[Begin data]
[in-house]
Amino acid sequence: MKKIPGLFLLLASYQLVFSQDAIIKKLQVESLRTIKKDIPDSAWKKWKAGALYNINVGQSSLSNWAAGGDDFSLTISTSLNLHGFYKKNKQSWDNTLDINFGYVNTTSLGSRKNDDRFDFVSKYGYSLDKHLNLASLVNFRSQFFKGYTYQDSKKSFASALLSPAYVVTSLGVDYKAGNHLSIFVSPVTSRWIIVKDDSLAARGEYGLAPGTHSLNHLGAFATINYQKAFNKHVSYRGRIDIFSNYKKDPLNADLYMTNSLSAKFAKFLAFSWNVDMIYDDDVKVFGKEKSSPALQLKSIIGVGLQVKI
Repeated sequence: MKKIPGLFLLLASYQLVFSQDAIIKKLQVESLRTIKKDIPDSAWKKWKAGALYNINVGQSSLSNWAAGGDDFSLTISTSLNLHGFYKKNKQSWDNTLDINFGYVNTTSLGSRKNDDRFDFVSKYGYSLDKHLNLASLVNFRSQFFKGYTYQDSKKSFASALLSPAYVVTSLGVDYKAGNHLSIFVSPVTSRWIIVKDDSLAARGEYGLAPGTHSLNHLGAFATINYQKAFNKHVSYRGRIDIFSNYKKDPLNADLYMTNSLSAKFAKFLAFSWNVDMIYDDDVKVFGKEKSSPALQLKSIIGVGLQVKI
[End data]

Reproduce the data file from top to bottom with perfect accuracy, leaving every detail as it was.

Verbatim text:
[in-house]
Amino acid sequence: MKKIPGLFLLLASYQLVFSQDAIIKKLQVESLRTIKKDIPDSAWKKWKAGALYNINVGQSSLSNWAAGGDDFSLTISTSLNLHGFYKKNKQSWDNTLDINFGYVNTTSLGSRKNDDRFDFVSKYGYSLDKHLNLASLVNFRSQFFKGYTYQDSKKSFASALLSPAYVVTSLGVDYKAGNHLSIFVSPVTSRWIIVKDDSLAARGEYGLAPGTHSLNHLGAFATINYQKAFNKHVSYRGRIDIFSNYKKDPLNADLYMTNSLSAKFAKFLAFSWNVDMIYDDDVKVFGKEKSSPALQLKSIIGVGLQVKI
Repeated sequence: MKKIPGLFLLLASYQLVFSQDAIIKKLQVESLRTIKKDIPDSAWKKWKAGALYNINVGQSSLSNWAAGGDDFSLTISTSLNLHGFYKKNKQSWDNTLDINFGYVNTTSLGSRKNDDRFDFVSKYGYSLDKHLNLASLVNFRSQFFKGYTYQDSKKSFASALLSPAYVVTSLGVDYKAGNHLSIFVSPVTSRWIIVKDDSLAARGEYGLAPGTHSLNHLGAFATINYQKAFNKHVSYRGRIDIFSNYKKDPLNADLYMTNSLSAKFAKFLAFSWNVDMIYDDDVKVFGKEKSSPALQLKSIIGVGLQVKI